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The Therapies of Asthma

Asthma is a chronic health condition in children and adults. Physiologically, asthma narrows lung airways and inflames them (American College of Allergy, Asthma & Immunology [ACAAI], n.d.). Unfortunately, many people are not aware of their diagnosis since their symptoms are not severe enough to become a matter of concern. Generally, asthma manifests as shortness of breath and coughing. It is associated with wheezing and chest tightness (ACAAI, n.d.). The principal danger of asthma is that it can translate into a life-threatening state if not diagnosed and treated on time.

With the growing severity of the asthma issue, more pharmacologists focus on the analysis of the most common drug therapies for asthma and their relative efficacy. Barnes (2006) recognizes that the current drug therapies for asthma are highly effective since they emerged as a result of logical evidence-based developments in pharmacology and medicine. It is with the help of pharmacology that healthcare professionals have developed a better understanding of the mechanisms underlying asthma (Barnes, 2006). As of today, inhaled corticosteroids, bronchodilators, and leukotrienes make up the basis of the pharmacological therapies used to treat asthma. The utility of stepwise approaches is also widely recognized.

Inhaled corticosteroids (ICSs) represent one of the central components of any drug therapy administered to patients with asthma. The rationalebehind the use of ICSs is that they reduce the scope of inflammation that accompanies asthma. Inflammation in asthma develops under the influence of numerous pro-inflammatory chemokines, lipid mediators, enzymes, cytokines, and other inflammatory elements (Sobande & Kercsmar, 2008). ICSs interfere with the nucleus of respiratory epithelial cells, promoting the inscription of genes that reduce inflammation and inhibiting the action of those genes, which prolong it (Sobande & Kercsmar, 2008). ICSs also strengthen the impacts of β-adrenergic agonists (Sobande & Kercsmar, 2008). As of today, medical professionals can choose among six different types of inhaled corticosteroids. Yet, they should not ignore the role of bronchodilators.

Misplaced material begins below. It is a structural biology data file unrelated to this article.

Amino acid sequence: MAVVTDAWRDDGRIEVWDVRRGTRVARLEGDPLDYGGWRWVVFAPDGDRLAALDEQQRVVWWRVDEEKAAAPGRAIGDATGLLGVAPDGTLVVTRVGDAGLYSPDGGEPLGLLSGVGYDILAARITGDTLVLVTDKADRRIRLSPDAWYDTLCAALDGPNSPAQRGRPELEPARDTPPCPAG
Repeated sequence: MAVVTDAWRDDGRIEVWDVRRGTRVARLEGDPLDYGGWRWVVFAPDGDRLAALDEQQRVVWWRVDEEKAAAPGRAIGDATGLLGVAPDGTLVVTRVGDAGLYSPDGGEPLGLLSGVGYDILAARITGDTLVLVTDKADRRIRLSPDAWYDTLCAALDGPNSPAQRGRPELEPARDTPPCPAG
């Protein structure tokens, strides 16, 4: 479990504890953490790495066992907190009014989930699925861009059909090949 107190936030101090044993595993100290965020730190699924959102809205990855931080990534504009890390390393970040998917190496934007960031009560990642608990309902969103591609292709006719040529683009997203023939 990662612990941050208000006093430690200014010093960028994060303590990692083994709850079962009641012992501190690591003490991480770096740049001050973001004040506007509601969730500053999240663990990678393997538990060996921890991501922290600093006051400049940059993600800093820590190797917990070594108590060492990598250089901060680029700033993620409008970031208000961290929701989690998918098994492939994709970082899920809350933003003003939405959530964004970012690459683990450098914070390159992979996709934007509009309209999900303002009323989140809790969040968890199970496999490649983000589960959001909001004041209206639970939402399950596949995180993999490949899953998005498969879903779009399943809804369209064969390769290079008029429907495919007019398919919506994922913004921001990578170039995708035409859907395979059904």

The latter are claimed to be essential for the safe and fast treatment of asthma. They are used to relieve the symptoms and minimize the risks of exacerbations in patients with asthma (Mak & Hanania, 2012). Cazzola, Page, Calzetta and Matera (2012) describe the mechanism of bronchodilators’ action: they help in relaxing airway smooth muscle cells. Pharmacologists and medical professionals use three different kinds of bronchodilators: muscarinic receptor antagonists, β(2)-adrenoceptor agonists, and xanthines (Cazzola et al., 2012). Bronchodilators are most commonly used in combination with other treatment methods. Their short-acting modalities relieve the most immediate symptoms, while long-acting bronchodilators are the most effective as a maintenance agent. Howeveer, even the latest bronchodilators do not eliminate the need to use leukotriene receptor antagonists.

When it comes to asthma treatment, anti-leukotrienes represent one of the most popular approaches. Leukotrienes are inflammatory mediators, which are synthesized from arachidonic acid found in different leukocytes (Montuschi, 2008). As a result, leukotriene receptor antagonists are intended to inhibit the inflammatory action of leukotrienes, particularly in patients who develop the symptoms of asthma in response to cold-air hyperventilation, physical exercise, or exposure to allergens (Montuschi, 2008). Such pharmacological agents have proved to be effective in relieving the symptoms of asthma, but they cannot be effective if used unsystematically and unwisely.

Age-related and stepwise management approaches facilitate the development of customized treatment strategies for patients with asthma. For example, when it comes to elderly people, pharmacologists and nurses should develop a holistic view on the problem and consider both asthma and aging to guarantee the desired health outcomes for a patient (Carnegie & Jones, 2013). Stepwise management enables nurses to classify models of care, based on the severity of each case. Based on stepwise decisions, nurses can propose the most optimal medication regimen that alleviates patients' symptoms, improves the quality of their daily functioning and reduces the toxicity of the pharmacological agents recommended by the nurse (Pollart & Elward, 2009).

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